The urgency to grant Asia Bibi and her family asylum has increased following reports that her two daughters have been “constantly receiving threats,” have had to move homes four times and are in fear of their lives.

Pakistan’s Supreme Court acquitted Asia of blasphemy on Oct. 31 but the decision sparked protests and death threats against Asia and her family from Islamist groups in the country.

Since her release after an 8-year imprisonment, Asia and her husband Ashiq have reportedly been in a safe place protected by the Pakistan government, while their daughters Eisham and Esha are staying with Joseph Nadeem, a family guardian who has been taking care of the family since Asia was sentenced to death for blasphemy in 2010.

“We're afraid,” Nadeem told Aid to the Church in Need Nov. 29. “In recent days, the Islamists have fired at the gate of our home.  We are constantly receiving threats and on more than one occasion we have been followed.”

Nadeem, whose family is also in danger, said he, his family and Asia’s daughters have had change houses four times. “The Islamists hunt us down and every time we realize that we are in danger we immediately run away. We can't even go and buy food. I only go out at night with my face covered,” he said.

Ashiq has been pleading on his family’s behalf for asylum in the U.K., Italy, U.S. and Canada but so far, no asylum has been granted. Pakistan is preventing Asia from leaving the country, reportedly to help calm the unrest prompted by her release.

Sen. Rand Paul, R-Ky., wrote Nov. 20 that the United States should deny any aid to Pakistan while Asia Bibi is unable to leave the country, and called on President Trump, who has yet to speak publicly about the case, to personally intervene to grant her asylum. In the U.K., Catholic peer Lord Alton of Liverpool has been pressuring the British government to offer the Bibi family asylum, but British Prime Minister Theresa May has so far refused, saying instead that the government is “working with other countries” to make sure “the safety and security of Asia Bibi and her family, are what is provided for.”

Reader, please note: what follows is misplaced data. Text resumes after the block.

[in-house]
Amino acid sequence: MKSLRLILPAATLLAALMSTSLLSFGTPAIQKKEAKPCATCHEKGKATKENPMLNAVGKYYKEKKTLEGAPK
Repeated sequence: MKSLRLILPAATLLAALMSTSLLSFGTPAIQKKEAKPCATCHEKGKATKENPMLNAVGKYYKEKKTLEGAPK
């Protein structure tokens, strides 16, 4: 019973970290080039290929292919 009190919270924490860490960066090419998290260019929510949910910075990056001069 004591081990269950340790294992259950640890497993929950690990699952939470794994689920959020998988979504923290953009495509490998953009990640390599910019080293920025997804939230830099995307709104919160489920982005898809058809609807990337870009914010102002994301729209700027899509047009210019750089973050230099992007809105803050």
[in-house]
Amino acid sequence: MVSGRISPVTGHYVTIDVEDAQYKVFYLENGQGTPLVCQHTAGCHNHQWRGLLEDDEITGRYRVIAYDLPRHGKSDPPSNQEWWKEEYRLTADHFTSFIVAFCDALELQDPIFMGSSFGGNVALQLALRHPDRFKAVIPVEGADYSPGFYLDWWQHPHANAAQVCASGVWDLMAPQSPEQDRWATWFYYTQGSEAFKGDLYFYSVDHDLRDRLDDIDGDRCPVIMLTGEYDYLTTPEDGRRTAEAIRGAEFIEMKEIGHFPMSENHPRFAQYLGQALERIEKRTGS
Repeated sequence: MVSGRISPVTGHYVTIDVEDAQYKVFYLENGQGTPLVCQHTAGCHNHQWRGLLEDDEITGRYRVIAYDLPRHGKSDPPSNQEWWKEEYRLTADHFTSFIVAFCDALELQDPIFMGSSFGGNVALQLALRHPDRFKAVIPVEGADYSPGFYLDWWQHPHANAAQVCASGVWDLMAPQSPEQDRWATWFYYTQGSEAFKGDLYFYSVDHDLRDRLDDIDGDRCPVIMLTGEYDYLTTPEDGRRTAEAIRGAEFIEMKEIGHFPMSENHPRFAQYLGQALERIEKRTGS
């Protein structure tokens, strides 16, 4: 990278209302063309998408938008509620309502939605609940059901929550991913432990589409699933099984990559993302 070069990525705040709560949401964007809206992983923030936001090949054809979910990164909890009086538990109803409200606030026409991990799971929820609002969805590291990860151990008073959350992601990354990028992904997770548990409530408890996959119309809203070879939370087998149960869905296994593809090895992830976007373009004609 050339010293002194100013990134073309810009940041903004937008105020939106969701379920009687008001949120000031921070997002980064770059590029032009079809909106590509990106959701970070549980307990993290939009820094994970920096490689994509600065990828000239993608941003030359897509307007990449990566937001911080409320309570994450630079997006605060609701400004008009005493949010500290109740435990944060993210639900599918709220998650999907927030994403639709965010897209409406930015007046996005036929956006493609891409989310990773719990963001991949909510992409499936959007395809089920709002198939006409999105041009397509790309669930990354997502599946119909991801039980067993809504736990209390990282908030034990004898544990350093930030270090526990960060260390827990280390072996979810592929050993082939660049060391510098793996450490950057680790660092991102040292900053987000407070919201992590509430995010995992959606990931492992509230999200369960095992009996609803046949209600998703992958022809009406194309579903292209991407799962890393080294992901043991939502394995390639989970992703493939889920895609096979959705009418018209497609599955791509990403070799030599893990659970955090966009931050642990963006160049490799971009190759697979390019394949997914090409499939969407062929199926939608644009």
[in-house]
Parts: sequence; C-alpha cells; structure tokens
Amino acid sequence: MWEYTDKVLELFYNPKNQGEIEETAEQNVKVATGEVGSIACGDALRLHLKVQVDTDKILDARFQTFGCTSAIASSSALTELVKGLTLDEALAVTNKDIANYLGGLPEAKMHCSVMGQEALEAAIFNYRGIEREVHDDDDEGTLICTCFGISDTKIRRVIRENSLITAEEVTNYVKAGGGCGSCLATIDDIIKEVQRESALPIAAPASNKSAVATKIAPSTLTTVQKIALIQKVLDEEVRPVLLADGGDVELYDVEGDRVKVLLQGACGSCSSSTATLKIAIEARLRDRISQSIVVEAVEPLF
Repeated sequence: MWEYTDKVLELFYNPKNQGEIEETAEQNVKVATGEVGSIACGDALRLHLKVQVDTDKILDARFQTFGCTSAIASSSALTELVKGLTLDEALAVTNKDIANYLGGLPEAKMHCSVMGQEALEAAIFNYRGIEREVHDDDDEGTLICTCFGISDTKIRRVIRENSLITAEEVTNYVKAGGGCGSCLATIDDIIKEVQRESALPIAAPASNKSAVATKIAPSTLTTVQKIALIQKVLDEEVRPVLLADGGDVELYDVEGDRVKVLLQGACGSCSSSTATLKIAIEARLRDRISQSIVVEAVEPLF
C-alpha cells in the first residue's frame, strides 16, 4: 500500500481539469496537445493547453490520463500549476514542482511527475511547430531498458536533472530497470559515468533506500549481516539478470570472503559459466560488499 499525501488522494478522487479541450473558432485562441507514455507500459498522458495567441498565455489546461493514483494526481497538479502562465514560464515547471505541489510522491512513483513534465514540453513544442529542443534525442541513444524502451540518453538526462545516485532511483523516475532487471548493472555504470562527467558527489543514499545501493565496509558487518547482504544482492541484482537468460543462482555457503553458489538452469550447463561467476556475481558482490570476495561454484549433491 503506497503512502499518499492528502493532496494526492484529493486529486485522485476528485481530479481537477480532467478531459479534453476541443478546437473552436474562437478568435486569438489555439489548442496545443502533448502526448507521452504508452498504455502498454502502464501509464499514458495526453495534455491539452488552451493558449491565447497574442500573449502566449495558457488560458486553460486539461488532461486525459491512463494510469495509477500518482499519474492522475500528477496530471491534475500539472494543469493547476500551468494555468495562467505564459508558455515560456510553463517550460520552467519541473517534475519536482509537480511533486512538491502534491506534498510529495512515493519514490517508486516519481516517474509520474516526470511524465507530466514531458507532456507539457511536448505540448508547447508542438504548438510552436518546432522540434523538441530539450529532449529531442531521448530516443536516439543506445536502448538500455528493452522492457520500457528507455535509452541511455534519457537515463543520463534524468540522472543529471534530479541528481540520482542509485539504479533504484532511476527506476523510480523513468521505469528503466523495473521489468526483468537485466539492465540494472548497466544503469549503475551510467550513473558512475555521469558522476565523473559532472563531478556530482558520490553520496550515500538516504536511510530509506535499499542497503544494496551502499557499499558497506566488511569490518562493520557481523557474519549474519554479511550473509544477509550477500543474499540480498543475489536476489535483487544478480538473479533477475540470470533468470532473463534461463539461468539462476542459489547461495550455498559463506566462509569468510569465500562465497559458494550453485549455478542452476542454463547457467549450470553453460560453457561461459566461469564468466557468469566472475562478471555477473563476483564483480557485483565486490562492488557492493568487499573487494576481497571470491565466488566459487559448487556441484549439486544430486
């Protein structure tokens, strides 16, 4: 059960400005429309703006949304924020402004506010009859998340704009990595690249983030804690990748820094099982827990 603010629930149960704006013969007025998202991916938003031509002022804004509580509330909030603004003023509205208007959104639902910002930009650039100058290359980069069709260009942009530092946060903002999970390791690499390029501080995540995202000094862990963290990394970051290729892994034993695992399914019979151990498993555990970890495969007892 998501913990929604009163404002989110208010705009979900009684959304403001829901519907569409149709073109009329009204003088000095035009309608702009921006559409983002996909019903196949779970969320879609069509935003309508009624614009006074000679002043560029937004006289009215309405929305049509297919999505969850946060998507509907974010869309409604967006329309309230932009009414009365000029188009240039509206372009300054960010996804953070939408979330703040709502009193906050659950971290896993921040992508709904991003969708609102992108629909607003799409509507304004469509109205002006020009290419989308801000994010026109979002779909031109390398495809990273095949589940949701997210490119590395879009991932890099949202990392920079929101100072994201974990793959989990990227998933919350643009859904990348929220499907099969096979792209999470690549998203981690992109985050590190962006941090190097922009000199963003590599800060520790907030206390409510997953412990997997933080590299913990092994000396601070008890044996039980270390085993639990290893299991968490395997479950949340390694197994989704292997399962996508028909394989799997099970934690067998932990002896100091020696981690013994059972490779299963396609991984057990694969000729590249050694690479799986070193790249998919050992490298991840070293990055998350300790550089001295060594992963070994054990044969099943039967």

In his comments to Aid to the Church in Need, Nadeem said Asia is aware of the difficult situation and very worried about her daughters, but added that she shows extraordinary faith and strength. “She is an incredible woman,” Nadeem said. “She has kept an unshakable faith and an infinite trust in the Lord. It may seem strange but it is she who supports us in these difficult times,” he added. “She invites us not to be discouraged and says that compared to what she has been through so far, this is only a brief moment that will pass.”

Esha and Eisham have not yet been reunited with their mother, but have spoken to her on the phone and informed her of the global interest that her case has aroused. Nadeem said Eisham was particularly “moved” when she saw her video message broadcast last week at an event that illuminated in red various historical sites in Venice as an act of solidarity with persecuted Christians.

Nadeem has said they are waiting to leave Pakistan for a safe place, adding that Aid to the Church in Need was the first to offer them hospitality. “We hope our two families will be able to spend Christmas together in Rome,” he added.

Meanwhile, Pope Francis today praised the “Shahbaz Bhatti Mission,” an association set up to honor the memory of Shahbaz Bhatti, a Catholic Pakistani politician who supported Asia Bibi and was killed in 2011 for opposing the country’s anti-blasphemy law that had led to Asia’s 8-year imprisonment. 

The Pope, who did not specifically mention Asia or the Bibi family in his address, said he hoped the organization’s activities would “extend to those areas of Pakistan where Christians and other minorities are mostly present and, sadly, also discriminated against and made a target of acts of injustice and violence.”